Amidst the ongoing erosion of the open international order by the People’s Republic of China (PRC) and Russia, the United Kingdom (UK) and Republic of Korea (ROK or South Korea) have united in expounding their commitment to democratic institutions, the rule of law, and fostering sustainable global peace and prosperity. Whilst the UK’s decision in December 2022 to negotiate an enhanced Free Trade Agreement (FTA) with South Korea reflects strengthening bilateral economic ties, it also represents an opportunity for the two states to upgrade their political relations. As South Korea uncovers its Indo-Pacific strategy, eager to bolster its reputation as a ‘global pivotal state’, the FTA will allow London and Seoul to collaborate, more broadly, as ‘regional strategic partners’. Yet, rhetoric alone is not enough to strengthen and sustain the open international order.
The enhanced FTA represents a conscious attempt to modernise the EU-ROK FTA of 2011, this time in a post-Brexit context. South Korea currently sits as the tenth largest global economy and is the UK’s 20th largest trading partner. In 2021, bilateral trade was worth £14.3 billion, and British exports to the ROK amounted to £1.4 billion.
Evidently, trade between the two countries is already relatively strong and is now diversifying into more strategic sectors; Britain has capitalised upon South Korea’s status as the second largest global producer of semiconductors. A UK-ROK agreement in February 2022 sought to strengthen certain supply chains damaged by the Covid-19 pandemic, notably of semiconductor chips.
Economic cooperation has also diversified into green investment. Earlier this year, Britain’s Department for International Trade signed an agreement with the Korean Investment Corporation, a South Korean government-owned organisation, to strengthen South Korean investment into sustainable energy projects in the UK. A £260 million investment in wind energy by South Korean firm, SeAH, aims to create over 750 jobs for British workers by 2030.
The enhanced FTA is far from a mere post-Brexit technicality and highlights how South Korea is more than an economic partner. The deal represents a natural upgrading of broader bilateral relations between two states united by common foreign policy objectives, including but not limited to the economic domain.
Indeed, the desired trajectory and beneficial nature of the relationship was substantially fleshed out in the UK-ROK bilateral framework for cooperation of June 2022, and carries considerable implications for the Indo-Pacific policies of the two states. One common goal for both is to catalyse regional economic integration in the Indo-Pacific, exemplified by an eagerness to join the Comprehensive and Progressive Agreement for Trans-Pacific Partnership. South Korea decided to join the tariff-eliminating agreement in April 2022. Negotiations for the UK’s accession commenced in June 2021, and moved into the second phase in February last year.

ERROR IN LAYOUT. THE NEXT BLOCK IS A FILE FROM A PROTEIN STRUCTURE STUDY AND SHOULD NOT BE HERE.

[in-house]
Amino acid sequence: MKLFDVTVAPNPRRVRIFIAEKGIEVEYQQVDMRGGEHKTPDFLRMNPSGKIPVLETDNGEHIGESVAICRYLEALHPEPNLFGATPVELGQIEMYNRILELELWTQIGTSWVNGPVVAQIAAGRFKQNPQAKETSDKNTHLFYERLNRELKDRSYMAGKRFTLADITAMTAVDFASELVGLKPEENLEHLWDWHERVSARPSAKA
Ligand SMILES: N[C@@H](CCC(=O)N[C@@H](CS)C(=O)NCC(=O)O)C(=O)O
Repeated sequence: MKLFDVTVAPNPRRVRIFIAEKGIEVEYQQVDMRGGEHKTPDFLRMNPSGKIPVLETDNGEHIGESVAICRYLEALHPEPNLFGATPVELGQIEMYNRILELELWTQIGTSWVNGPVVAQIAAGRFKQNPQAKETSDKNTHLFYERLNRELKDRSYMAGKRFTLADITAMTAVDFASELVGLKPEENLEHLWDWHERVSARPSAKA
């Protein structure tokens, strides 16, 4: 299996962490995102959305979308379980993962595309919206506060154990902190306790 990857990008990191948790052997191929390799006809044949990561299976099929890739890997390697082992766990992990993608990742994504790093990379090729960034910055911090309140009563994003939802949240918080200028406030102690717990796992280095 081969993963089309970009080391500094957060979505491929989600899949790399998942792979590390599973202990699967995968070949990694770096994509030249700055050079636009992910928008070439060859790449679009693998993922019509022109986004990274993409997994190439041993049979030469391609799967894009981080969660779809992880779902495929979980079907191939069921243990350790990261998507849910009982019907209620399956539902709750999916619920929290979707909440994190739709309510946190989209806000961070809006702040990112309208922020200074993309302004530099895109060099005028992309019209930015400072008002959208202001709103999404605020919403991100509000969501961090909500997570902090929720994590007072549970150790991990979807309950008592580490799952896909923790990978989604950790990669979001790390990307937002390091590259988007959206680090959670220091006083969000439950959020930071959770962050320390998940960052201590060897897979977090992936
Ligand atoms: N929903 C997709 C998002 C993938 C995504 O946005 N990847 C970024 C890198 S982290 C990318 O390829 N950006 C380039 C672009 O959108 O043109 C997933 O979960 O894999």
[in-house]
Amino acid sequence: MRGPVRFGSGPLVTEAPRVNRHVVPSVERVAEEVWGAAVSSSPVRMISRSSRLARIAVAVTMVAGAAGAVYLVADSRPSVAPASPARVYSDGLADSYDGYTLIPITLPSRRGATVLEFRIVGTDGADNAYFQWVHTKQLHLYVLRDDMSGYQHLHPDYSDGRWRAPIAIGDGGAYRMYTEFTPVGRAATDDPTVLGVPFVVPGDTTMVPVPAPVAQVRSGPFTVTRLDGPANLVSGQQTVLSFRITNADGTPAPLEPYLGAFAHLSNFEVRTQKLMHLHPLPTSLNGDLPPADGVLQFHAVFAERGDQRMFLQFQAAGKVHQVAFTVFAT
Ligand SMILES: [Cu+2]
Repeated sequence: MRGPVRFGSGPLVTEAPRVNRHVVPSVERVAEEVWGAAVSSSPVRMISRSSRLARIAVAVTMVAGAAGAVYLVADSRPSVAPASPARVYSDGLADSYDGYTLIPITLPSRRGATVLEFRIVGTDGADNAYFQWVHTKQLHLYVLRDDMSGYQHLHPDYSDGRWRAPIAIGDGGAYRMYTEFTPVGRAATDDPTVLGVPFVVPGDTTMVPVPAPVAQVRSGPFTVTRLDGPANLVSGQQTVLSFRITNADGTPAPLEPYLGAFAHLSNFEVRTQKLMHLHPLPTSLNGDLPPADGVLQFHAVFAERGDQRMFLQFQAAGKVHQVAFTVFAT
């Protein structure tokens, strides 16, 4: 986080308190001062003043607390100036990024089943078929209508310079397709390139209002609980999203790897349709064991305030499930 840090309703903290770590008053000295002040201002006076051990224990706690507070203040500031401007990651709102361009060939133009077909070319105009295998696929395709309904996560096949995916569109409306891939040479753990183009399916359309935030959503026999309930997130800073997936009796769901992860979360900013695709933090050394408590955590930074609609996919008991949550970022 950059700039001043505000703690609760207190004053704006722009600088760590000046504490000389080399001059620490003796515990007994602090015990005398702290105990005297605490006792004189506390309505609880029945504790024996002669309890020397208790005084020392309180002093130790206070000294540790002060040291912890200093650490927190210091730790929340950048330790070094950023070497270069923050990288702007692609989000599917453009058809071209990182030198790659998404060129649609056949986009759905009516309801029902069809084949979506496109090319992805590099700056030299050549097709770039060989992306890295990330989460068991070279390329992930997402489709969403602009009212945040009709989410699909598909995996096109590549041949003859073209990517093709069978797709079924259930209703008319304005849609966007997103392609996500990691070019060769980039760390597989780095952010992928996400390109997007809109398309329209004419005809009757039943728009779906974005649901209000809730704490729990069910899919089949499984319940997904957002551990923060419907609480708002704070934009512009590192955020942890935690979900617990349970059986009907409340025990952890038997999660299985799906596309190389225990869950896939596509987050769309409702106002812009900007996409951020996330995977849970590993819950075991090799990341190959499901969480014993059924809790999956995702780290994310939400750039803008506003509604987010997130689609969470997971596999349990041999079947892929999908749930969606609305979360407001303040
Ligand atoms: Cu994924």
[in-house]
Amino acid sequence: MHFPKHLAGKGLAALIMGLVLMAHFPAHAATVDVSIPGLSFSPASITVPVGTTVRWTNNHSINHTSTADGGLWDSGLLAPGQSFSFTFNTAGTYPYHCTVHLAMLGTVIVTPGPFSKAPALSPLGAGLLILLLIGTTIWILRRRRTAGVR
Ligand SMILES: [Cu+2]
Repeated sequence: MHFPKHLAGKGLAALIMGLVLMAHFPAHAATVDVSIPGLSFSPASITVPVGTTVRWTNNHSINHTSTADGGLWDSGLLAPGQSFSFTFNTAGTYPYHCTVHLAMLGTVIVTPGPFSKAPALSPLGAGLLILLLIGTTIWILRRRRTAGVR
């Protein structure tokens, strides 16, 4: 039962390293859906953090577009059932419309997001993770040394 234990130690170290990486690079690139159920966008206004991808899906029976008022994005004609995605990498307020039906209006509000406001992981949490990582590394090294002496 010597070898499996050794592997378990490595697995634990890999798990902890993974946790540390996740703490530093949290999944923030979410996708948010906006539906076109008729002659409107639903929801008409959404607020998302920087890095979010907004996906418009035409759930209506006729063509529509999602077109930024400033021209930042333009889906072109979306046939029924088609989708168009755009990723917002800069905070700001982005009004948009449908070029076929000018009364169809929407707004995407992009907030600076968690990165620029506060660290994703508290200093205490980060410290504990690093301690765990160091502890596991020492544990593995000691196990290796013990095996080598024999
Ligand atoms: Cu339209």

Both South Korea and the UK have vociferously expounded the language of the ‘Indo-Pacific’ in their policy rhetoric, but have been more hesitant to specify their relationship with the region. The recent unveiling of South Korea’s Indo-Pacific Strategy, by Yoon Suk-yeol, the South Korean President, is no exception. The Strategy emphasises the need to ‘build a sustainable and resilient regional order’ in the face of a growing nuclear threat emanating from the Democratic People’s Republic of North Korea (DPRK), and at a time when Kim Jong Un, Supreme Leader of the DPRK, has pledged to increase the state’s nuclear arsenal by an ‘exponential’ amount.
Unlike South Korea and the US, Britain has maintained diplomatic relations with the DPRK since 2000. London, therefore, has the potential to foster dialogue with Pyongyang, if the latter is willing.
Both the South Korean and British governments have emphasised commitments to ‘shared values’ – a term mentioned nearly sixty times in the UK’s Integrated Review – with regional and global allies. Seoul’s Indo-Pacific policy, however, is predicated upon a new conceptualisation of South Korea’s international status. No longer a ‘middle power’, the ROK is defined as a ‘global pivotal state’ that promotes and upholds the rule of law, democracy, and human rights. This self-styled ‘global pivotal’ status, however, underscores a paradox. Yoon’s Indo-Pacific vision rests upon cooperation with its ironclad allies and partners, not least the United States (US), to address mutual challenges, such as the expanding nuclear ambitions of the DPRK. Nevertheless, Seoul must also fashion an ‘independent’ foreign policy that prioritises South Korea’s interests in this new era of geopolitical competition. In this vein, the UK can be one reliable partner.